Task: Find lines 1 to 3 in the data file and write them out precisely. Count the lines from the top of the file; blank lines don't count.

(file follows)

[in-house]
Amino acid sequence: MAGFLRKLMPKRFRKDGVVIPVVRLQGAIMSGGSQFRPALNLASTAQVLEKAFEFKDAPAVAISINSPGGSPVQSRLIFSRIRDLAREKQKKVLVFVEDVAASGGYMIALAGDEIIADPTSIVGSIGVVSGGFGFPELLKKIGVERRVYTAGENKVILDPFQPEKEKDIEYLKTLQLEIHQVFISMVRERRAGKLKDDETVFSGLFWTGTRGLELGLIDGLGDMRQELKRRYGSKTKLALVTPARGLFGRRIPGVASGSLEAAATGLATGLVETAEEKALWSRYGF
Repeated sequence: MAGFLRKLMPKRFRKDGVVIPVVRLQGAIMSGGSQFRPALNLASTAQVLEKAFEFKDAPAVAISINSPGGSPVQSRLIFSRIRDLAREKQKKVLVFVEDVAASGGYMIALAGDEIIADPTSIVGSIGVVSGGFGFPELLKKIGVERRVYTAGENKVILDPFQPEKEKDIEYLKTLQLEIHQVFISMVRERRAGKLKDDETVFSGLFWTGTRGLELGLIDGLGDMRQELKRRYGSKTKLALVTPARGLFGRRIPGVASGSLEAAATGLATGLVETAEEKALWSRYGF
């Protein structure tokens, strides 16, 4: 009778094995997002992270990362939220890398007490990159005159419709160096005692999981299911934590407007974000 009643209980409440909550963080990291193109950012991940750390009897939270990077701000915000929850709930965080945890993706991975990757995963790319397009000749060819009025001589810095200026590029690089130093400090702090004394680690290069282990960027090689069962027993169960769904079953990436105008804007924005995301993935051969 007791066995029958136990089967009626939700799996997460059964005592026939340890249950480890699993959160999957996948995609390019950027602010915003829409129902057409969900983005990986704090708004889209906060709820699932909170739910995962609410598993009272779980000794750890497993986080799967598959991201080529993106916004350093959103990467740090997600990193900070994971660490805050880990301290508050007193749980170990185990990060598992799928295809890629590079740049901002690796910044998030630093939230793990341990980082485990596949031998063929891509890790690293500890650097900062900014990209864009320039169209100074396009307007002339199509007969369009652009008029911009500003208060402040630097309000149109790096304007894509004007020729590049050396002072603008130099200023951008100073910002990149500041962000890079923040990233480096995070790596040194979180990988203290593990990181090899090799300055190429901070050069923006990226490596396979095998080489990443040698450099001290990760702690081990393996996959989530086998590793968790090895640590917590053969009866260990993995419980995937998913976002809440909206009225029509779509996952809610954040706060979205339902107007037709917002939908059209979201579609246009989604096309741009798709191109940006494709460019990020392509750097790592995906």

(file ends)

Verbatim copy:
[in-house]
Amino acid sequence: MAGFLRKLMPKRFRKDGVVIPVVRLQGAIMSGGSQFRPALNLASTAQVLEKAFEFKDAPAVAISINSPGGSPVQSRLIFSRIRDLAREKQKKVLVFVEDVAASGGYMIALAGDEIIADPTSIVGSIGVVSGGFGFPELLKKIGVERRVYTAGENKVILDPFQPEKEKDIEYLKTLQLEIHQVFISMVRERRAGKLKDDETVFSGLFWTGTRGLELGLIDGLGDMRQELKRRYGSKTKLALVTPARGLFGRRIPGVASGSLEAAATGLATGLVETAEEKALWSRYGF
Repeated sequence: MAGFLRKLMPKRFRKDGVVIPVVRLQGAIMSGGSQFRPALNLASTAQVLEKAFEFKDAPAVAISINSPGGSPVQSRLIFSRIRDLAREKQKKVLVFVEDVAASGGYMIALAGDEIIADPTSIVGSIGVVSGGFGFPELLKKIGVERRVYTAGENKVILDPFQPEKEKDIEYLKTLQLEIHQVFISMVRERRAGKLKDDETVFSGLFWTGTRGLELGLIDGLGDMRQELKRRYGSKTKLALVTPARGLFGRRIPGVASGSLEAAATGLATGLVETAEEKALWSRYGF